The State of the American Teacher and the American Principal
Photo by Allison Shelley for EDUimages
Teachers and principals drive student learning. Yet, their jobs are increasingly stressful and complex. This stress takes a toll and can have implications for student learning, educators’ physical and mental health, engagement, and intentions to stay in their jobs. To better understand the state of educator well-being, RAND has launched two projects—the State of the American Teacher and the State of the American Principal. These projects leverage nationally representative surveys of K–12 public school teachers and principals to gather information on educators’ working conditions and job-related stressors.
Current projects investigate teachers’ and principals’ well-being, working conditions, intentions to leave their jobs, how educators respond to political events, and the diversity of the K–12 public school teacher workforce. This research focuses on the experiences of teachers and principals of color, so school systems can continue to better support a diverse workforce.
Research from the 2022 State of the Teacher Project
All students—especially those of color—benefit academically and socially from having teachers who are people of color. Ways to recruit and retain more diverse teachers include lowering the cost of becoming a teacher, increasing the diversity of the applicant pool, and building positive collegial relationships and inclusive school environments.
Teachers of color who were surveyed identified increased pay and loan forgiveness as their top approaches to recruit and retain more teachers of color. The researchers, policymakers, and practitioners who participated in a panel discussion (i.e., panelists) about policies to racially diversify the teacher workforce also endorsed increased pay and loan forgiveness as promising strategies to recruit and retain more teachers of color, in addition to grow-your-own programs.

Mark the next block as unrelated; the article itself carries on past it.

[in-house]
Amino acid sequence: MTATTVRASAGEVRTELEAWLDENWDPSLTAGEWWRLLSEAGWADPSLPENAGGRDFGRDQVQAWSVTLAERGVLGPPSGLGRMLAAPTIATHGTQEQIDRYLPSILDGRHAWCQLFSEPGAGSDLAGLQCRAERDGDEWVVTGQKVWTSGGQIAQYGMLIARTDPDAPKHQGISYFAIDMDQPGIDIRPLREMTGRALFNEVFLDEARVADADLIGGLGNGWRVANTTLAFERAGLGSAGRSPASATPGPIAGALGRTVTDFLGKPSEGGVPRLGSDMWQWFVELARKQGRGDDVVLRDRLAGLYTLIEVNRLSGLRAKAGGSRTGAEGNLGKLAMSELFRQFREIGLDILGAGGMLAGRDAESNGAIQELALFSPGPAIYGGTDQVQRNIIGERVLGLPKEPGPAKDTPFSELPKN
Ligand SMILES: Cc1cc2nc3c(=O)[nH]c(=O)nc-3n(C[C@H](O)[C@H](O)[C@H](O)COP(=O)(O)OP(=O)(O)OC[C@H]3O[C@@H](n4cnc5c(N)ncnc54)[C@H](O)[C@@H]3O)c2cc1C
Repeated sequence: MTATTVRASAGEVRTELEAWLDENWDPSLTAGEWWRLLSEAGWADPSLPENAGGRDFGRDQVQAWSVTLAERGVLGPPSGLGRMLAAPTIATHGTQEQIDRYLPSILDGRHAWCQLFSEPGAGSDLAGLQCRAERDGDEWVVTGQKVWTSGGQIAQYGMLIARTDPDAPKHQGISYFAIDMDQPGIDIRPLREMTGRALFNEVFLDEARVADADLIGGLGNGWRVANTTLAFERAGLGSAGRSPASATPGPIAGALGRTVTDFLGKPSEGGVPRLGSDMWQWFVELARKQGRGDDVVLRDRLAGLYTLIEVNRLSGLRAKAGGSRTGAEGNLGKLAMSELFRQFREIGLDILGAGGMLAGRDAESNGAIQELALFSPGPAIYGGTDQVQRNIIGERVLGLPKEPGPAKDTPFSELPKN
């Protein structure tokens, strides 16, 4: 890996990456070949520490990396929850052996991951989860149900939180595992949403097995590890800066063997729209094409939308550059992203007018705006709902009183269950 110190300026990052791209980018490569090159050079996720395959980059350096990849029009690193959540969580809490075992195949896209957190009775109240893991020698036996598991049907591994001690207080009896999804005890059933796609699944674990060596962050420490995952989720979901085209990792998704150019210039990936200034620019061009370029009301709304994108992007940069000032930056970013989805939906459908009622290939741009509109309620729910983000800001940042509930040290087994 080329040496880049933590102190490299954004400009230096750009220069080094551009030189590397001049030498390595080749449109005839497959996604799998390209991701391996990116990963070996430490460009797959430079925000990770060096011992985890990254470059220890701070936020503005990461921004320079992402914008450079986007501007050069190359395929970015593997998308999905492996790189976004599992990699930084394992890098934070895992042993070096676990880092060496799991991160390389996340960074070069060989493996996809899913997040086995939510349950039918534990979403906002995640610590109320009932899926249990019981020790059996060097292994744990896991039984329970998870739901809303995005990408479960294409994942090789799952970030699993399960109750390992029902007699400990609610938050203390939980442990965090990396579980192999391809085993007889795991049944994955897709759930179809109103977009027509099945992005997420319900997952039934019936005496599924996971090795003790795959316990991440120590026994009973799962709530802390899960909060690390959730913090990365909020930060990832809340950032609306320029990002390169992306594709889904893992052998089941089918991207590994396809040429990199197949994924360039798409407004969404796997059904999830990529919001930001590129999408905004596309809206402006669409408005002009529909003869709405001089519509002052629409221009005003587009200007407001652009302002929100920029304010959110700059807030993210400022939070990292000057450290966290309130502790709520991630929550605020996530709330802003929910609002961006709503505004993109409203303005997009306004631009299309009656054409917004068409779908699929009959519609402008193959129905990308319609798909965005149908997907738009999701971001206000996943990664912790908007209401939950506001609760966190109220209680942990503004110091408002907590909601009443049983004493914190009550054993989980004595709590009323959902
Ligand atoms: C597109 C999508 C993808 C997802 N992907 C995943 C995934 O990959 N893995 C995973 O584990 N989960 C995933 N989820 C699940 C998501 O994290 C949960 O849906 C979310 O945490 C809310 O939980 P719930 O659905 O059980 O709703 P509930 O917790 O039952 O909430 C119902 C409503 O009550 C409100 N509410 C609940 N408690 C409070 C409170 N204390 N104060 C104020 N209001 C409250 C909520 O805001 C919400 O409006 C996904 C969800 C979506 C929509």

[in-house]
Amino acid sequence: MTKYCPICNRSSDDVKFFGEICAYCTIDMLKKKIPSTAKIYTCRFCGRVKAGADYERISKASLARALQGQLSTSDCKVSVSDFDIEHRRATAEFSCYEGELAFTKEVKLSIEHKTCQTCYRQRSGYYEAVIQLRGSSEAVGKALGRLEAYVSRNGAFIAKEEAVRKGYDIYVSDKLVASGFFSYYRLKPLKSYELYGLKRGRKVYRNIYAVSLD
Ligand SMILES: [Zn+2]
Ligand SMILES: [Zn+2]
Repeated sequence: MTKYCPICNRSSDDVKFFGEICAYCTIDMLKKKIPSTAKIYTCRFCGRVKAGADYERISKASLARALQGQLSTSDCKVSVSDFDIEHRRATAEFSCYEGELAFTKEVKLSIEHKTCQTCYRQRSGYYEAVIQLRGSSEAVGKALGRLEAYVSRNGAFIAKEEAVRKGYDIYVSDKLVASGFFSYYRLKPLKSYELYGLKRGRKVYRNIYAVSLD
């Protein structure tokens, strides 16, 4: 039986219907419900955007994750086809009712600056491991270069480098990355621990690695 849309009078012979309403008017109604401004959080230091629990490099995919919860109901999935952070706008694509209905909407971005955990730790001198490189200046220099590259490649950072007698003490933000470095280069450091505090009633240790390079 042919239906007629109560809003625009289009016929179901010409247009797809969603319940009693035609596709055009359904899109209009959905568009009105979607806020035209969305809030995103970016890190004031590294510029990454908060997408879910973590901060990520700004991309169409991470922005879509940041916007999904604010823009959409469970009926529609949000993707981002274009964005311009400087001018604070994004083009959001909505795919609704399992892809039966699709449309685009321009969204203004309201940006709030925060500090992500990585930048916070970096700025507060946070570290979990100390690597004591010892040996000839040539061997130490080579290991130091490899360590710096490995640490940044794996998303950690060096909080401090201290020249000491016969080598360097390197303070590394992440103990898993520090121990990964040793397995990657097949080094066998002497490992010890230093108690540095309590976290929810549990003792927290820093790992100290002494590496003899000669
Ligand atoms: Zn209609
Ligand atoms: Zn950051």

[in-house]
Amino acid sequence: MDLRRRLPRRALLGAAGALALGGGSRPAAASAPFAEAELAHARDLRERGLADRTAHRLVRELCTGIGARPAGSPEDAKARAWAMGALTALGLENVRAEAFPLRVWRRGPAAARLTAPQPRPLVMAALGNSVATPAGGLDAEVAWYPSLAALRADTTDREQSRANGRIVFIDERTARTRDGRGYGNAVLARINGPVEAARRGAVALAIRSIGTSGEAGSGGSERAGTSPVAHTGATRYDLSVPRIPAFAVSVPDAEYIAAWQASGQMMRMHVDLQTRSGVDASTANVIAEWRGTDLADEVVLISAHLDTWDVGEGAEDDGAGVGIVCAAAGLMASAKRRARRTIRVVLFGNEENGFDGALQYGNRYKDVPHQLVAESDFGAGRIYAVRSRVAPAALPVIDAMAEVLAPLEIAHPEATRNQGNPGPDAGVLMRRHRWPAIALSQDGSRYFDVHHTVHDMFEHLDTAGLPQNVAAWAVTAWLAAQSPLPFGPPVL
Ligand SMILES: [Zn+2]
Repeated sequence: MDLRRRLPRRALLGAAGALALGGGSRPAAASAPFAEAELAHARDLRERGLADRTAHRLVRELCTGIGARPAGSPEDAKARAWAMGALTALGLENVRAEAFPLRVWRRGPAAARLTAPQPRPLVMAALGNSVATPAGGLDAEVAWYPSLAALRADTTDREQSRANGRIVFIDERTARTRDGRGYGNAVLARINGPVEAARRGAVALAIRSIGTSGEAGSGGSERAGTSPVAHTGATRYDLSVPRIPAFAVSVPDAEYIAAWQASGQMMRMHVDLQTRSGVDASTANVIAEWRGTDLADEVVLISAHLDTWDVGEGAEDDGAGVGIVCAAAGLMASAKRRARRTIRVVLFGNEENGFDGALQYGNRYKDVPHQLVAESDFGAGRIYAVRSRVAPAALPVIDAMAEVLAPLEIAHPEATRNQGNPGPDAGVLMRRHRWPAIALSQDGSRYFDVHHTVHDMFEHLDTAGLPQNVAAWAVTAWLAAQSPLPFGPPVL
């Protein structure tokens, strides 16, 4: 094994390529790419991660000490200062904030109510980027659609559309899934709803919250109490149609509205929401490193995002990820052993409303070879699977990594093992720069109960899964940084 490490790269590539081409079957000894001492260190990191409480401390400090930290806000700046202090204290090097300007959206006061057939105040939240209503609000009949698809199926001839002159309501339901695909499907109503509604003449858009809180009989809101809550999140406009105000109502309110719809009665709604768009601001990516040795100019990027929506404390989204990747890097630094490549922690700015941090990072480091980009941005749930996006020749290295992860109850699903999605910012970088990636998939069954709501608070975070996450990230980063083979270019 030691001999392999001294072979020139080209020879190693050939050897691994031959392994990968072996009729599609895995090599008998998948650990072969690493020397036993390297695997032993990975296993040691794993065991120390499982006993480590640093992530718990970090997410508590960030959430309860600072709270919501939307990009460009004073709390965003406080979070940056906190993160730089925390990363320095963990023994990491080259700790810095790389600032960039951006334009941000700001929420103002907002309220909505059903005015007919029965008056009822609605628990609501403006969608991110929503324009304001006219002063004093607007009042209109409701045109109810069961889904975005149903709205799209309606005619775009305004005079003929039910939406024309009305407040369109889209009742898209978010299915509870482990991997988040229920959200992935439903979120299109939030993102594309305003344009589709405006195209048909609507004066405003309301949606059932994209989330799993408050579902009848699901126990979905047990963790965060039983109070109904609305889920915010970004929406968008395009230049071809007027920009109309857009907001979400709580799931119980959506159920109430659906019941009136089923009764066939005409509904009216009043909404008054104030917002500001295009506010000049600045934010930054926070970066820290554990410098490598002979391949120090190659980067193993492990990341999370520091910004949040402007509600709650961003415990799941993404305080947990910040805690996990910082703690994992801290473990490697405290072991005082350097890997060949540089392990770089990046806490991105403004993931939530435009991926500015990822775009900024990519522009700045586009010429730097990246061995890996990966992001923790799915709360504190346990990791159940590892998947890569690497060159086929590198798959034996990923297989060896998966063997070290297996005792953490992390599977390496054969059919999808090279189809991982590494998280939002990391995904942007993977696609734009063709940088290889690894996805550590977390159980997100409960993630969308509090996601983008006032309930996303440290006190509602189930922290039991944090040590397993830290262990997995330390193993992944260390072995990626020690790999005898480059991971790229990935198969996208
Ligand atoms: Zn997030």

Principals of color often rely on social networks to recruit teachers of color. Leveraging social networks to diversify the teaching workforce could improve recruitment and retention of teachers of color by drawing on and strengthening their professional relationships, but, if not coupled with other approaches, could present a challenge to workforce diversity.
Panelists endorsed training—whether for school hiring teams about anti-racist hiring practices or for principals about supporting new teachers of color—as an effective hiring practice at higher rates than teachers of color did. Our principal survey data indicate that recruiting, hiring, and retaining a racially diverse workforce is generally not emphasized in principal preparation and in-service training.
Teachers of color indicated that working with other staff of color and nurturing positive collegial relationships could boost retention. Teachers’ experiences of racial discrimination are linked to poor well-being and to intentions to leave their jobs. Teachers of color we interviewed said that their racial or ethnic identity affected their relationships with other teaching staff or with their school principals; a reminder that collegial relationships matter.
A survey in January 2022 asked educators about policies for COVID-19 safety in schools and classroom conversations about race, racism, or bias. Almost half of principals and 40 percent of teachers reported that the intrusion of political issues and opinions added stress to their jobs.
Teachers and principals experienced job-related stress from politicized issues in their schools. Forty-eight percent of principals and 40 percent of teachers reported that the intrusion of political issues and opinions into their professions was a job-related stressor.
Most educators opposed legal limits on classroom conversations about racism and other contentious topics. Fifty-four percent of teachers and principals believed there should not be legal limits on classroom conversations about racism, sexism, and other topics that some people disagree about, while about 20 percent of teachers and principals believed there should be.
Harassment about COVID-19 safety policies was more common than harassment about school policies for teaching about race, racism, or bias. Thirty-seven percent of teachers and 61 percent of principals reported being harassed because of their school’s policies on COVID-19 safety measures or for teaching about race, racism, or bias during the first half of the 2021–2022 school year.
Educators need more support to address politicized issues in their schools and classrooms. Stronger communication from leadership was linked to teachers’ perceptions of adequate guidance about navigating the pandemic.